5. Use your right hand to pull up two sides of the dough to meet in the middle above the filling, sort of forming a basket. Rotate the dough in your palm and pull up a bit of dough from the side to meet at the top also. Continue this until you have a little round sack with a pinched up top. Make sure it's all sealed pretty well, because you don't want any of the juices escaping when it steams.
Another method is the same as the above, except in step 5 you simply pinch up all the dough together in a line, like forming a taco with the top sealed. Conversely, you can do this on the cutting board rather than in your palm, and simply fold over one side of the dough over the other to form a half-moon and pinch the edges down.
Finally, you can use a different method to get the dough circles by rolling out all of the dough at once and then using a round cookie cutter or a highball glass to cut it into dough circles. I don't like this method as much because I find it to be a pain to roll out so much dough, and also you have to do it a few times to use up all the dough. But to each their own.
Now, as each dumpling is finished, dip your fingertip into the bit of Canola Oil and rub on the bottom of the dumpling. Place it on the steamer rack.
Once your steamer rack is full, check to see if your water is boiling. If it is, place the steamer rack in place and cover. Let steam for about 10 minutes. Or if you are using a rice cooker, place the rack into the rice cooker and turn it on. The rice cooker should tell you itself when it is finished (you may want to check your rice cooker's instruction booklet to be sure how the steamer part of it works).
After 10 minutes you should have sweaty delicious Momo! Like a Momo fresh from the sauna! Despite the sweaty appearance, if you pick one up, it should be surprisingly firm. At least, that's how I like them, because I like to eat them with my hands. But be careful! The filling will be wet which means even when the outside of the momo has cooled down some, the inside could still be very hot! And burning your tongue sucks, so consider yourself warned.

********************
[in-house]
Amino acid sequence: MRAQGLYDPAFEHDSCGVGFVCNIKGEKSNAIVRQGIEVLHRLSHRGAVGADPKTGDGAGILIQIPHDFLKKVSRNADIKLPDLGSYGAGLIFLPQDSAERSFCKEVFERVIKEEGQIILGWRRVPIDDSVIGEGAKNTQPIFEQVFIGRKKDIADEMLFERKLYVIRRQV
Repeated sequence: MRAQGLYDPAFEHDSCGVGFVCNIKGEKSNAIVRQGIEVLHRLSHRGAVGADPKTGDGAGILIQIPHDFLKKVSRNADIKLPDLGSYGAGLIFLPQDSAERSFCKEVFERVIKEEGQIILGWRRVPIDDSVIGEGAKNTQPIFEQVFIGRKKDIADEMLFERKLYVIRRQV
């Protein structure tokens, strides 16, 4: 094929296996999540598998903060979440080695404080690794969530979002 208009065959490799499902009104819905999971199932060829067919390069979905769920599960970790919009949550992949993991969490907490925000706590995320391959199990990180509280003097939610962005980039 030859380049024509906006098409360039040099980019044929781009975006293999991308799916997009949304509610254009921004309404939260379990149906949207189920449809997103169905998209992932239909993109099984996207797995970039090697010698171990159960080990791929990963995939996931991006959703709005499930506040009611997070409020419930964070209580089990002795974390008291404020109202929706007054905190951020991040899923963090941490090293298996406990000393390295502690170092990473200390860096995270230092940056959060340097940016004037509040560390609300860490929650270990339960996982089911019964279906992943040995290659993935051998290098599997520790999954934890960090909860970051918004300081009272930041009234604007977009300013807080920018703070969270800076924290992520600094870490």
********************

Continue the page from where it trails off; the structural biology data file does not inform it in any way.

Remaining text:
You may need to make two or more batches. Make the 2nd batch while the first batch steams.
Then just turn off the heat to the steamer, remove the momo's and wrap them in plastic wrap or place in a pot with a lid so they don't dry out. Put the new batch in the steamer and go.
Feel free to clean the kitchen while the 2nd batch steams ;)
Mmmm Mmmm Momo!
Didn't I say that I want to change the recipe for the future?
Oh yeah, I did say that. I think my Momo turned out lovely and very, very tasty! But I feel like the Momo at Rangzen have a sort of lighter, fresher flavor. Part of this is no doubt due to fresh cilantro (which is like a drug or love potion to me), but may also be a reflection of other ingredients as well. As a result, here is what I plan to try next time:
3 Cups Flour
1 Cup Water
2 Cups Cabbage
1/2 Cup Spring Onion/Scallions
1 Cup Mushrooms
(or maybe Bok Choy instead, for a lighter flavor)
1 Box Firm Tofu (non-silken)
1 Ton Fresh Cilantro ;)
(in reality, probably a good size handful or two chopped)
2 Cloves Garlic, minced
2 TBSP Fresh Ginger, minced
1/2 TBSP Soy Sauce
1/2 TBSP Veggie Broth
1 TBSP Water
Directions being the same.
I guess it isn't so very different. I just want more cabbage/cilantro/scallion flavor along with the ginger and mushroom flavors, and the refreshing non-flavor break that the tofu gives to each bite. It's hard to explain. I just want something that tastes lighter and springier, less dark and meaty.
Anyway, Momo is always great!
My next Tibetan mission will have to be making Thukpa soup to go along with the Momo, so that I can make my own Momo Thukpa! And also to master the Momo dipping sauce, which is a sort of spicy green cilantro-y tomato-y chile-y sauce.
For the record, I didn't find my Momo to even need a dipping sauce. They were quite flavorful and juicy on their own. But the dipping sauce at Rangzen is to die for..